But the hardy folk of San Vito di Cadore survived the war and the migration of the Giustina sons continued.
In their new land, the sons found the opportunities their father had promised. Four of them developed a wood products company that bears proudly the name “Giustina Brothers,” and is known favorably throughout the rambunctious industry that grows and harvests the trees that most American homes are made of.
Natale and Magdalena are long gone and the grandchildren of their sons are grown. It is to them and those who follow that this history is directed.
CHAPTER TWO – THE NEW LAND
It is difficult to place the Giustina brothers in their new land.
They knew few words of the language and their life on the San Vito farm scarcely equipped them for entering the American culture.
But there were positive factors working in their favor. First, there was the Italian community in New Jersey that took them in. It was the custom that when immigrants came from Italy their relatives on this side of the Atlantic would house and feed them and help find them jobs. This phasing-in was vitally important to the brothers as they came, one by one.
Second was their driving ambition to better themselves. They would work hard and send money home and rise above the status they left behind.
And they were skilled. This, and their fierce ambition, set them apart from many immigrants.
The America they came to in the early 1900s was in an important evolutionary phase. The frontier with its opportunities and dreams had been settled. The Irish, British, Germans and Scandinavians who had come earlier were on their farms and ranches, and the Giustinas were among the masses of Slavs, Poles, Hungarians, Greeks, Italians, Russians, Lithuanians and Jews – migrants from Eastern and Southern Europe – who came mostly to work in the factories.
Without the skills the brothers brought with them, it is doubtful that the American dream for them would have been anything more than working at low wages in the industries then burgeoning in the eastern part of the nation. But they were carpenters and wood-workers (John was a blacksmith) and they found work.
CHAPTER THREE – THEIR FIRST MILLS
The first arrivals, Bart and George, both worked in New York and New Jersey and then moved to San Francisco to form a building construction partnership to work in the aftermath of the famed earthquake. George· studied architecture and drafting while there and in 1910, they moved to Portland to continue the construction business as the Giustina Brothers, the proud name still carried forward by the present generation.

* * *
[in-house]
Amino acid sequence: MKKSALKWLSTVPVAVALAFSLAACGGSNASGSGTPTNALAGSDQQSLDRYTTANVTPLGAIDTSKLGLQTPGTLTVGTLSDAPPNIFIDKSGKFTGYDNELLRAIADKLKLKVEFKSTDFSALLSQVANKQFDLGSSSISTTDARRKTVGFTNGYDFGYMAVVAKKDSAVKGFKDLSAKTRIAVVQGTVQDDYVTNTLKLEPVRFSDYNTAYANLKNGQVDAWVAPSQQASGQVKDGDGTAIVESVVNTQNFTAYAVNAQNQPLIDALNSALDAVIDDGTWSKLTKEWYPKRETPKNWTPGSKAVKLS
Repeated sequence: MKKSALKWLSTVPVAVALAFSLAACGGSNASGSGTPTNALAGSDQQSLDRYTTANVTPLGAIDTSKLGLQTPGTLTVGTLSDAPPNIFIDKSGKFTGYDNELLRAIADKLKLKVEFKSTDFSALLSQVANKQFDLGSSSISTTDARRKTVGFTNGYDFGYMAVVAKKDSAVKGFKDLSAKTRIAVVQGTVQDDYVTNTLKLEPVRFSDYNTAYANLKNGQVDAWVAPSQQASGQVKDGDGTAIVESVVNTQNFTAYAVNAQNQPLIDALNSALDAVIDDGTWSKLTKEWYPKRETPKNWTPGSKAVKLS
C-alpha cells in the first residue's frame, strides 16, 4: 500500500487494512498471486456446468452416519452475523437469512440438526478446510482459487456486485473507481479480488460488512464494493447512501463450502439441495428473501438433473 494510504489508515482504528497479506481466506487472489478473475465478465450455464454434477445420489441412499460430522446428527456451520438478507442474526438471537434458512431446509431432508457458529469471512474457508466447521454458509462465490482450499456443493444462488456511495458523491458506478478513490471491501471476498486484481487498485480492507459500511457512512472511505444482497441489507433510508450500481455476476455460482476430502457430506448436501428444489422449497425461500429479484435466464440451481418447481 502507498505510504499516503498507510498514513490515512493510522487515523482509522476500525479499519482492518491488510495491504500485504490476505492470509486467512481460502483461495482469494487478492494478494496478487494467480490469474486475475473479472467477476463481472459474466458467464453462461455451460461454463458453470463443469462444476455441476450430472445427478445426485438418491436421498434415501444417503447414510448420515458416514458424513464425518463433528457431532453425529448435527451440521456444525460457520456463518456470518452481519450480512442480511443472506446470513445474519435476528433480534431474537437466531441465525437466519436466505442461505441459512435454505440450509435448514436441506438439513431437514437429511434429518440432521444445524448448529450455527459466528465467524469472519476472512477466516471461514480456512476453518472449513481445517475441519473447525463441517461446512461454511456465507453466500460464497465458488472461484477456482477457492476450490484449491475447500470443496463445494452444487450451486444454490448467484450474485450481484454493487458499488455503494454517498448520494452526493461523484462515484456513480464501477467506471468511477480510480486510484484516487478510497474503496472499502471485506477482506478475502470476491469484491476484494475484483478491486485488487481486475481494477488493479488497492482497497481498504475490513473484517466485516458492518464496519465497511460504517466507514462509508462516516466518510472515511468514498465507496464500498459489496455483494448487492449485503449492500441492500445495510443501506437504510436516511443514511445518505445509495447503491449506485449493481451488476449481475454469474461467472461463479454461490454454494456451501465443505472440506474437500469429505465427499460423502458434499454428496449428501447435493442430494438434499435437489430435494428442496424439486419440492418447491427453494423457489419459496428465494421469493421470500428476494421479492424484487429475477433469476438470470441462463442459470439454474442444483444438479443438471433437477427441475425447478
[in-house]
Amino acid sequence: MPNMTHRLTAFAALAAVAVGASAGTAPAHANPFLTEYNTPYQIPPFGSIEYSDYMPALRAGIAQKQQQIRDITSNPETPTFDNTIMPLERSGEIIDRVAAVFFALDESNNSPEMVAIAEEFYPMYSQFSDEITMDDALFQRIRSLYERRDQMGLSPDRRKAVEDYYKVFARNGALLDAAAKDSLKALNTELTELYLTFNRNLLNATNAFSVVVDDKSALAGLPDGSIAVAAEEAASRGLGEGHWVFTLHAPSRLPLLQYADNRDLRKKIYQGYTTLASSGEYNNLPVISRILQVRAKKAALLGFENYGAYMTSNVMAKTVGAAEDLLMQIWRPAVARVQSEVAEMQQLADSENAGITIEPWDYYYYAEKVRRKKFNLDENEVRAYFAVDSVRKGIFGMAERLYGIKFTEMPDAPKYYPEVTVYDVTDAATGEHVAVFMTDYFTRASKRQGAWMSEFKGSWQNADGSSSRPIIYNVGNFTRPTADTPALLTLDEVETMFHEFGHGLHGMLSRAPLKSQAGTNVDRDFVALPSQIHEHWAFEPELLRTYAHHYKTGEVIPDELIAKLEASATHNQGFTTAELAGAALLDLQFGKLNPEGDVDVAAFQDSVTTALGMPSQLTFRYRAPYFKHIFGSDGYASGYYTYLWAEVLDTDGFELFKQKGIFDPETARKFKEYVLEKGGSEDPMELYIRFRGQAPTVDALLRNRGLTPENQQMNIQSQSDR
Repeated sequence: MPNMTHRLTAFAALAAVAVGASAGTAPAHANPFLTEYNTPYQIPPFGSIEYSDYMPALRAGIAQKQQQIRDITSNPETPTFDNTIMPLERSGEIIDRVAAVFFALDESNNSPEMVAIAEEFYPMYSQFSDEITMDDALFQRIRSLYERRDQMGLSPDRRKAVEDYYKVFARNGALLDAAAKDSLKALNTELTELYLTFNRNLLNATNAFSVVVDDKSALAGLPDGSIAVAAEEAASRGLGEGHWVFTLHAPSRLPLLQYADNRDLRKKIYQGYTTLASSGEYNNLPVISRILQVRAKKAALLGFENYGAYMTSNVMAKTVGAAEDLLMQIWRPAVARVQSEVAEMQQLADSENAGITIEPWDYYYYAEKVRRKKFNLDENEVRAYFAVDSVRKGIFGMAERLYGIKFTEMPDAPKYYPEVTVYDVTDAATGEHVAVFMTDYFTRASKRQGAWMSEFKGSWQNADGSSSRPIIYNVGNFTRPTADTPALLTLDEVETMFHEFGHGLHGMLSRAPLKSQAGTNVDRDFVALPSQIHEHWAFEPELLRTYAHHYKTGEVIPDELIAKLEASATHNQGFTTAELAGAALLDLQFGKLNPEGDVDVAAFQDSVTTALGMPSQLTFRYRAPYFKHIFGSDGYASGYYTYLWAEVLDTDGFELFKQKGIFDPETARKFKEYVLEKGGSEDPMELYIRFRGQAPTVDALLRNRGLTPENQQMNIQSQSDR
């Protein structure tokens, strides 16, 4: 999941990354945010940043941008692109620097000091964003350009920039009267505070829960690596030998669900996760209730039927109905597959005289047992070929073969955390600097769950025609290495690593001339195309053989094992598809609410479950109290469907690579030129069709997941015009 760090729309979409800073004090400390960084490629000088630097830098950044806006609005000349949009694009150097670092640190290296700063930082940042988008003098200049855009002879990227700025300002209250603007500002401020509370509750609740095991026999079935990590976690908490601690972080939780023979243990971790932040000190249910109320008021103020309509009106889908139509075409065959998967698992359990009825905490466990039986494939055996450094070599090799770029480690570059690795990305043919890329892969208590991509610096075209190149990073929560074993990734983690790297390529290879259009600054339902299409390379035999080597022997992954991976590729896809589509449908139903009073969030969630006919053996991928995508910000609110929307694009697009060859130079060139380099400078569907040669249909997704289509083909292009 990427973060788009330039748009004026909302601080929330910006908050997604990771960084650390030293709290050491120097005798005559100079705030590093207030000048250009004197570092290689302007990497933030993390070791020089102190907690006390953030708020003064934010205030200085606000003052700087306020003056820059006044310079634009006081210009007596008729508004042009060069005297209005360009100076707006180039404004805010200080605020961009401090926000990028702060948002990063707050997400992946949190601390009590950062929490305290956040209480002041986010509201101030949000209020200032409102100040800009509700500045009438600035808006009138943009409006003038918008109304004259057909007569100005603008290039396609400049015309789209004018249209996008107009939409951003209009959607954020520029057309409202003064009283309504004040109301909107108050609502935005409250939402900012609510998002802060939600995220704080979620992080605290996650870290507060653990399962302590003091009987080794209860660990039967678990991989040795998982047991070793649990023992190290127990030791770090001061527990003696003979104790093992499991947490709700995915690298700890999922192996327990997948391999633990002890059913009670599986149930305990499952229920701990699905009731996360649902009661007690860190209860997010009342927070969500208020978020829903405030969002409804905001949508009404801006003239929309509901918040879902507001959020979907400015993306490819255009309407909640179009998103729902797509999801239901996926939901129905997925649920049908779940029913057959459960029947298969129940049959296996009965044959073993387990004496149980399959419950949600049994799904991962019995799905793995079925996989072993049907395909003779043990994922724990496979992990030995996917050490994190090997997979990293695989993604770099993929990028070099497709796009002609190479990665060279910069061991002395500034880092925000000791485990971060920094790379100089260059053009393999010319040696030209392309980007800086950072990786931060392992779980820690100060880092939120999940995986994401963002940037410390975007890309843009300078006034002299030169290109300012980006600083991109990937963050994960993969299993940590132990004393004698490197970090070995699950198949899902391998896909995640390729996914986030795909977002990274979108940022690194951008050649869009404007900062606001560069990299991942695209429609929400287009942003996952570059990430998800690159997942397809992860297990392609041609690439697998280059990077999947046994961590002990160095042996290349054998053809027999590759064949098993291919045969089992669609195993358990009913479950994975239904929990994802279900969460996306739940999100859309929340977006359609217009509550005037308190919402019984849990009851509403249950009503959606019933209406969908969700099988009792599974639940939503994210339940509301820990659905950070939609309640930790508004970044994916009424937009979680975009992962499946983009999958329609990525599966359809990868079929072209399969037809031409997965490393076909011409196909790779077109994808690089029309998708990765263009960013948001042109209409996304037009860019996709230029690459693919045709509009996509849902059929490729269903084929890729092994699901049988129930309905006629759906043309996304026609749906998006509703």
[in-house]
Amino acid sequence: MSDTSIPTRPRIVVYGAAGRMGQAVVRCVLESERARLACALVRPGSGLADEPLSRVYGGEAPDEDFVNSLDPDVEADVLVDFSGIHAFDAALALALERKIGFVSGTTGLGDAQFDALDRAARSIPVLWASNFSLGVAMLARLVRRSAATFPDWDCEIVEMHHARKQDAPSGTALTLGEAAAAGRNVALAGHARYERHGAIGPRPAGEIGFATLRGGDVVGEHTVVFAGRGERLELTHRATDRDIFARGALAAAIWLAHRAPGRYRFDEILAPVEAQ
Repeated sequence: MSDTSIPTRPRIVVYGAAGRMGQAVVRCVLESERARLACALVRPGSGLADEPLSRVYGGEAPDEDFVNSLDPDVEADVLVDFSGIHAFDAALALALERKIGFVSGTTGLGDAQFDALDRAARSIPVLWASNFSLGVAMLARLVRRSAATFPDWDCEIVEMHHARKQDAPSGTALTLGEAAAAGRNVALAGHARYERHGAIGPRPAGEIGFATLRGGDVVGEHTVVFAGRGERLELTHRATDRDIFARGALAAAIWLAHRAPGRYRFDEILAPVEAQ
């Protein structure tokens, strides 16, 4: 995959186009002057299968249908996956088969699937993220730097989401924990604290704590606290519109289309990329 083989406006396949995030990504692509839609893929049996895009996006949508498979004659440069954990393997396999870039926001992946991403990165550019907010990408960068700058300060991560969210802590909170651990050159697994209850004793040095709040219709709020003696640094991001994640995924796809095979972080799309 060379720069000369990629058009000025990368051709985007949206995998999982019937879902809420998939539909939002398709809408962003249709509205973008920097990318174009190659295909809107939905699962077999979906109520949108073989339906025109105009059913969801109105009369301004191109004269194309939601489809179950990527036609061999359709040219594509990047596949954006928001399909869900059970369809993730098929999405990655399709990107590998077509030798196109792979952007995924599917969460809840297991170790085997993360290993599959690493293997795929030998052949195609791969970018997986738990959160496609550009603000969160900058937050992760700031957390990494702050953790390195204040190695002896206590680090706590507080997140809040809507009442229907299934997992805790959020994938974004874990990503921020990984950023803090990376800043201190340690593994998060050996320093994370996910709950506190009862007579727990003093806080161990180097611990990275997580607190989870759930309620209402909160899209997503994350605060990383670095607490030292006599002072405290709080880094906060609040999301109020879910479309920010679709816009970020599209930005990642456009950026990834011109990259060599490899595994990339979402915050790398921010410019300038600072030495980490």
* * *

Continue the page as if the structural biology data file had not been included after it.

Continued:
Joined by brother Erminia and, later Roger, the little company built houses in the new Laurelhurst region in Portland for about three years.
These were what are called “spec houses” today – with what capital they could muster, they found lots and built houses on them hoping they could find a buyer. They worked hard and lived together to save expenses and managed to survive. ‘”They made what you would call a modest living,” Mrs. George Giustina recalls.
When he was 14, Erminia had apprenticed to a master craftsman in wood construction in the old country, specializing in interior finishing and furniture. He first came to America in 1905 and worked as a carpenter in New Jersey, New York, and Connecticut. But in 1908, he was ordered back to Italy to perform his mandatory military time. He returned in 1910, worked for a time in the East and joined his brothers in Portland in 1911.
Bart, the eldest, died in 1914 from injuries suffered in an accidental burn at home.
George and Erminia, whose names will appear most in this writing, married the Onorato sisters of Kelso, Wash., the small town north of Portland; George married Mazie in 1914, and Erminia married Irene in 1916.
The girls were the daughters of an Italian immigrant who farmed and mined in the Brinion Mountain area near Kelso.
Not long after their marriages, in the summer of 1917, George and Erminia, with their newly arrived brother John, made their first move into an industry where they would eventually carve an envious niche. For a small investment they bought a lumber mill in Molalla, OR, a small town east of Oregon City.
Erminia said later the purchase was due to the brothers growing weary of the construction business in which they could see little future. In order to meet the competition, they would have had to lower the standards of their craftsmanship and this they did not want to do.
Trees were in their heritage (some relatives are still in the lumber trade in Italy), and the idea of producing lumber appealed to them.
This is also a possibility: The wives, who grew up in the lumber towns of Kelso and Longview may have had some subtle influence on the decision. They knew that the folks who lived in the big houses and drove nice cars were mill owners and managers, and they may have pushed their men in that direction.
The Molalla mill had a capacity of about 10,000 board feet of railroad ties a day when it was at full tilt. The brothers employed ten men and worked twice as hard as any of them.
A pattern developed then that was to be their way of operating for many years to come; George was general manager and salesman, Erminio ran the mill, and John kept the machinery operating.